Mortising a Hinge with a Chisel
A step-by-step guide to laying out and cutting a mortise for a door hinge
If you’ve got a houseful of doors to outfit with hinges, a router and a hinge template are what you need to get the job done quickly. But these tools are expensive, and they require setup time. If you’re installing only one or two doors, you can mortise the hinges just as fast using a sharp chisel.
Unlike most cutting tools, a wood chisel is not fully sharpened at the factory. For fine carpentry work, the back of the chisel must be perfectly flat, and the beveled side must be razor sharp. Plenty of jigs are available to ease the sharpening process, or you can send your chisels to a local sharpening service.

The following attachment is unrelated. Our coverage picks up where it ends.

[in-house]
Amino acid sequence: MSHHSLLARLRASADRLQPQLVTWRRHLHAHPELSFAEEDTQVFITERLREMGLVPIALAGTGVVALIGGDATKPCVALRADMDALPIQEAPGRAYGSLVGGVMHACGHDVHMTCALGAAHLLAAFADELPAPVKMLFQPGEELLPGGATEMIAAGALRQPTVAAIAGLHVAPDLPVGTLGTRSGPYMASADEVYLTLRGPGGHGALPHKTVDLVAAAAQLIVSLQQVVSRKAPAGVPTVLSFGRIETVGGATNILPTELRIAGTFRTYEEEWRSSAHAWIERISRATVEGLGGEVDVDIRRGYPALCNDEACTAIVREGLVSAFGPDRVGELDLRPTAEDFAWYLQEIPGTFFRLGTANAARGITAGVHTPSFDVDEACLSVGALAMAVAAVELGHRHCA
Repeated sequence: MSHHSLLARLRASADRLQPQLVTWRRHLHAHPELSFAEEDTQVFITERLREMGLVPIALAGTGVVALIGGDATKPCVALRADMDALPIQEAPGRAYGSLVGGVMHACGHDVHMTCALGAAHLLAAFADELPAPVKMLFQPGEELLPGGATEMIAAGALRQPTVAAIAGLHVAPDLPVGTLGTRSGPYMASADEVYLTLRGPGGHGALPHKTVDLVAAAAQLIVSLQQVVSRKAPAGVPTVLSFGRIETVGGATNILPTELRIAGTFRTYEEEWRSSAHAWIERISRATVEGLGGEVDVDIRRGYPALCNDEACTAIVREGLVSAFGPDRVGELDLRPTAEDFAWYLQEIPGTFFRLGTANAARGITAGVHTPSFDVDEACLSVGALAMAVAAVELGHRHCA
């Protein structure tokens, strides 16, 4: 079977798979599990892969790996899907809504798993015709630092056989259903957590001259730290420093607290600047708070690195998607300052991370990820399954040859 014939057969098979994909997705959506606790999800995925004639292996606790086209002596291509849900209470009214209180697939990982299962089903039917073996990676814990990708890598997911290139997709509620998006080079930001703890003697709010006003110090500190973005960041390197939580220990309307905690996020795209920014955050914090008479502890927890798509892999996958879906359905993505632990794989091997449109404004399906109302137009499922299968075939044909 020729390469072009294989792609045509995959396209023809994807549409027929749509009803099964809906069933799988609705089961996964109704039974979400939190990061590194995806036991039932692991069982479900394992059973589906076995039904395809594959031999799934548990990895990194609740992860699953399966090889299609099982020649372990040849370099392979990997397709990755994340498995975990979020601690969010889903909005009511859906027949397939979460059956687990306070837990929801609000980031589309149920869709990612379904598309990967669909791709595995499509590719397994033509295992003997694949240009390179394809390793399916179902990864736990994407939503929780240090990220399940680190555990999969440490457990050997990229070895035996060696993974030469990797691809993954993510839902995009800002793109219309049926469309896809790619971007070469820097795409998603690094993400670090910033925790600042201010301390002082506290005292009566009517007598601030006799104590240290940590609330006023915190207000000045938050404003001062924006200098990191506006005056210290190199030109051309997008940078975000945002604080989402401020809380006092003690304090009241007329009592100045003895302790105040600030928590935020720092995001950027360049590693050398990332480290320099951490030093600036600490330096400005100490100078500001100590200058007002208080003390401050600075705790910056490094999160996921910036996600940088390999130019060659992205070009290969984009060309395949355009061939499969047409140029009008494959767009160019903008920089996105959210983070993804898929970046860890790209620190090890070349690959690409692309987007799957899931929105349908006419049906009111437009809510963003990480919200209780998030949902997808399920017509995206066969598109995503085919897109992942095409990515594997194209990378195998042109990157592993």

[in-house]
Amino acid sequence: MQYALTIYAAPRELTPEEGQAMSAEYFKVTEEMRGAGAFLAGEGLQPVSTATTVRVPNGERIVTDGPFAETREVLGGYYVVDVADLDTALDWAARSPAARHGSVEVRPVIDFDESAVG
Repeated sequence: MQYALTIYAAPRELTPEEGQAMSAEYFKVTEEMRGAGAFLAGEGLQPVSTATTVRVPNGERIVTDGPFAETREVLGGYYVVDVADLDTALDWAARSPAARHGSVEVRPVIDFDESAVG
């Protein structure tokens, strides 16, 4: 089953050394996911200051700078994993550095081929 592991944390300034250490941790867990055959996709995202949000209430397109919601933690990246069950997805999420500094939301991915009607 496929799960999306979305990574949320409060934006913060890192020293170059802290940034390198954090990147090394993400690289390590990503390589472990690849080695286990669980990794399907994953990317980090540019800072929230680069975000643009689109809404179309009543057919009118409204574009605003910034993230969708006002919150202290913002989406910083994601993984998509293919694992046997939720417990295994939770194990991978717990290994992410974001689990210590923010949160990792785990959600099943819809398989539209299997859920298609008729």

Becoming proficient with a chisel is useful for more than just hinges. Among other things, the mortising and carving techniques shown here can be used to install strike plates.
Laying out the mortise
Follow the sequence below to lay out the mortise and mark the mortise using a pencil, a sharp knife, and an awl.
Alternatively, there’s a $10 tool that can eliminate the guesswork. With three sharp edges that match the dimensions of a typical (3-in., 3-1/2-in., or 4-in.) butt hinge, a Butt Marker (The Stanley Works; www.stanleyworks.com; 860-225-5111) establishes and cuts the outlines of the hinge mortise with a few good whacks from a hammer.
Working with a chisel
Follow the sequence below to chisel out the mortise.
After creating a flawless mortise, you don’t want a bunch of crooked screws sticking out at all angles. A #8 self-centering hinge bit, also called a Vix bit (Eagle America; 800-872-2511; www.eagle-america.com), ensures that all screws are centered and plumb. Using the hinge as a template, place the bit in the screw holes and drill.
Tom O’Brien is a former Fine Homebuilding editor. Photos: Brian Pontolilo